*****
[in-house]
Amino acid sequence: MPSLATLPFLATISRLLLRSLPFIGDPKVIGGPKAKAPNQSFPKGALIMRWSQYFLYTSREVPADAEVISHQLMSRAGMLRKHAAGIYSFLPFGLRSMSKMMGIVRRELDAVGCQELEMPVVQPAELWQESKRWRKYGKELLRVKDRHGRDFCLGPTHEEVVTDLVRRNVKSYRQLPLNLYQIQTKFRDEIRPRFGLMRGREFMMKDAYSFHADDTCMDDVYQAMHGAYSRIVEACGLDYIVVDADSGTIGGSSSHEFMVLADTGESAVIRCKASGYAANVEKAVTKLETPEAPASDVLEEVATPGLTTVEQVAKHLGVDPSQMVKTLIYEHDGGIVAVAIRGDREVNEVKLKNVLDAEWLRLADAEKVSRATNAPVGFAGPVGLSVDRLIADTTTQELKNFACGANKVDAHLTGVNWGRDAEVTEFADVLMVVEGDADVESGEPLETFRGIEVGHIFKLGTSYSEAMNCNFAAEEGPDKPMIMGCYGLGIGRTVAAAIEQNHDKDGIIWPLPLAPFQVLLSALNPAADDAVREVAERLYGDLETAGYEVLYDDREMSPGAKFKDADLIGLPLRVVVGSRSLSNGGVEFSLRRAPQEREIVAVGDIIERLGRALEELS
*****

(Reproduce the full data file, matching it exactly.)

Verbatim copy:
[in-house]
Amino acid sequence: MPSLATLPFLATISRLLLRSLPFIGDPKVIGGPKAKAPNQSFPKGALIMRWSQYFLYTSREVPADAEVISHQLMSRAGMLRKHAAGIYSFLPFGLRSMSKMMGIVRRELDAVGCQELEMPVVQPAELWQESKRWRKYGKELLRVKDRHGRDFCLGPTHEEVVTDLVRRNVKSYRQLPLNLYQIQTKFRDEIRPRFGLMRGREFMMKDAYSFHADDTCMDDVYQAMHGAYSRIVEACGLDYIVVDADSGTIGGSSSHEFMVLADTGESAVIRCKASGYAANVEKAVTKLETPEAPASDVLEEVATPGLTTVEQVAKHLGVDPSQMVKTLIYEHDGGIVAVAIRGDREVNEVKLKNVLDAEWLRLADAEKVSRATNAPVGFAGPVGLSVDRLIADTTTQELKNFACGANKVDAHLTGVNWGRDAEVTEFADVLMVVEGDADVESGEPLETFRGIEVGHIFKLGTSYSEAMNCNFAAEEGPDKPMIMGCYGLGIGRTVAAAIEQNHDKDGIIWPLPLAPFQVLLSALNPAADDAVREVAERLYGDLETAGYEVLYDDREMSPGAKFKDADLIGLPLRVVVGSRSLSNGGVEFSLRRAPQEREIVAVGDIIERLGRALEELS